Not an Ironman

Wednesday night’s ride covered some of the ground of Sunday’s Ironman Wisconsin. We periodically saw orange route arrows taped onto the roads. We climbed 100 feet/mile, which doesn’t sound like a lot but is about the same rate of climbing as the Horribly Hilly Hundreds or the Death Ride. We rode 30 miles instead of over 100, but then, we did it after work. When Ironman participants ride these roads, they will do it after swimming 2.4 miles in open water. After riding 112 miles on these roads, they’ll run a marathon.

On the way to work the next morning, I saw green arrows marking the run route for Ironman. When I take a different route to work, I see swimmers (accompanied by kayaks) practicing on the swim route.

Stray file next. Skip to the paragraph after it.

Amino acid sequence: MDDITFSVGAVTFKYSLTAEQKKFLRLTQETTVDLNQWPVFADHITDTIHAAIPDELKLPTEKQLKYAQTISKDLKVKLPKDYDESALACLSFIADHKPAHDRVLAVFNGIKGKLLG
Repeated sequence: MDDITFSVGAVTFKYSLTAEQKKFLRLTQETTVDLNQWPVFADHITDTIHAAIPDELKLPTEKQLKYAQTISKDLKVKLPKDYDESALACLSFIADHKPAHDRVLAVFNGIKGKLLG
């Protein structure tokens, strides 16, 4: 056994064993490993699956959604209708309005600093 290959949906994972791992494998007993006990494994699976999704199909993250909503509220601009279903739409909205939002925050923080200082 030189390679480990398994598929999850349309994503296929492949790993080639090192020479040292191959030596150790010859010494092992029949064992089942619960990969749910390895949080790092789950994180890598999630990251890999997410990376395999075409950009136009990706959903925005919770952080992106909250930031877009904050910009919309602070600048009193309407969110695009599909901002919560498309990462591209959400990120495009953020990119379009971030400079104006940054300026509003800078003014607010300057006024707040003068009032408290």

Will the Ironpeople have time to watch the sunset over these soybean fields?
I saw this sign on last Sunday’s ride. It captures the half-fast cycling ethos, even when we’re training for a century.

Sunday’s ride was a reminder of where the white people who settled this area came from. We met in Verona and rode through Frenchtown, Belleville, Monticello, and New Glarus. Of course, before them were the Ho-Chunk and their ancestors, the Mound Builders. The meet-up point was inaccessible due to road closures for Ironman, so I wandered a bit before finding a place to start. A few miles in, I joined the planned route. Twenty miles in, I saw the ride leader. Forty miles in, I stopped at a christian classic car show and saw a few more riders I recognized, but mostly I rode alone. You might wonder what christianity has to do with classic cars. I do. Old cars were parked at an angle around a one-block park. Very few people were looking at the cars. Most of them were in folding chairs listening to a preacher. I found the deep purple 1957 Chevy much more interesting.

I never tire of looking at contour farming.